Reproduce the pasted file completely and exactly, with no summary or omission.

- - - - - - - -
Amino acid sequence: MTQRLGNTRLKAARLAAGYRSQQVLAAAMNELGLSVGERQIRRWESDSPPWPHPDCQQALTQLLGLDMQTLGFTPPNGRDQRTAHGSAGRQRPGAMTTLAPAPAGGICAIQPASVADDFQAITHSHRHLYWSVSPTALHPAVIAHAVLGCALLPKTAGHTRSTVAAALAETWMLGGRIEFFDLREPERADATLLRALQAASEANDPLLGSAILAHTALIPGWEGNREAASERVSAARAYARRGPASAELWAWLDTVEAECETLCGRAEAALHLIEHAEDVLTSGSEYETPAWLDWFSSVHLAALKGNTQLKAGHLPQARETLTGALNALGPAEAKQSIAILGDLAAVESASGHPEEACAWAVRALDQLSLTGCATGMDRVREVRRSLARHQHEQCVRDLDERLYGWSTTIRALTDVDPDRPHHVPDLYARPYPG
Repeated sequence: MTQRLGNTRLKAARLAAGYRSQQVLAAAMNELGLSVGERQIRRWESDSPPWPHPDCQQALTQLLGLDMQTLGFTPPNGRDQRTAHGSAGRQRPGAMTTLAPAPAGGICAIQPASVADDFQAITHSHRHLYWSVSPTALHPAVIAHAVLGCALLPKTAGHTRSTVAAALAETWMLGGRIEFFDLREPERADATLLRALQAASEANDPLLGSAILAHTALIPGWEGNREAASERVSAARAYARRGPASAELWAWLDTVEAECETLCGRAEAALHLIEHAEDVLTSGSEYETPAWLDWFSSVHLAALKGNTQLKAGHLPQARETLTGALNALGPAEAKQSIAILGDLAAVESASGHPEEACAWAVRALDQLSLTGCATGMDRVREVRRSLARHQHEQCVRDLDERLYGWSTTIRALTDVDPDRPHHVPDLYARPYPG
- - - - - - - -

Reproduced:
Amino acid sequence: MTQRLGNTRLKAARLAAGYRSQQVLAAAMNELGLSVGERQIRRWESDSPPWPHPDCQQALTQLLGLDMQTLGFTPPNGRDQRTAHGSAGRQRPGAMTTLAPAPAGGICAIQPASVADDFQAITHSHRHLYWSVSPTALHPAVIAHAVLGCALLPKTAGHTRSTVAAALAETWMLGGRIEFFDLREPERADATLLRALQAASEANDPLLGSAILAHTALIPGWEGNREAASERVSAARAYARRGPASAELWAWLDTVEAECETLCGRAEAALHLIEHAEDVLTSGSEYETPAWLDWFSSVHLAALKGNTQLKAGHLPQARETLTGALNALGPAEAKQSIAILGDLAAVESASGHPEEACAWAVRALDQLSLTGCATGMDRVREVRRSLARHQHEQCVRDLDERLYGWSTTIRALTDVDPDRPHHVPDLYARPYPG
Repeated sequence: MTQRLGNTRLKAARLAAGYRSQQVLAAAMNELGLSVGERQIRRWESDSPPWPHPDCQQALTQLLGLDMQTLGFTPPNGRDQRTAHGSAGRQRPGAMTTLAPAPAGGICAIQPASVADDFQAITHSHRHLYWSVSPTALHPAVIAHAVLGCALLPKTAGHTRSTVAAALAETWMLGGRIEFFDLREPERADATLLRALQAASEANDPLLGSAILAHTALIPGWEGNREAASERVSAARAYARRGPASAELWAWLDTVEAECETLCGRAEAALHLIEHAEDVLTSGSEYETPAWLDWFSSVHLAALKGNTQLKAGHLPQARETLTGALNALGPAEAKQSIAILGDLAAVESASGHPEEACAWAVRALDQLSLTGCATGMDRVREVRRSLARHQHEQCVRDLDERLYGWSTTIRALTDVDPDRPHHVPDLYARPYPG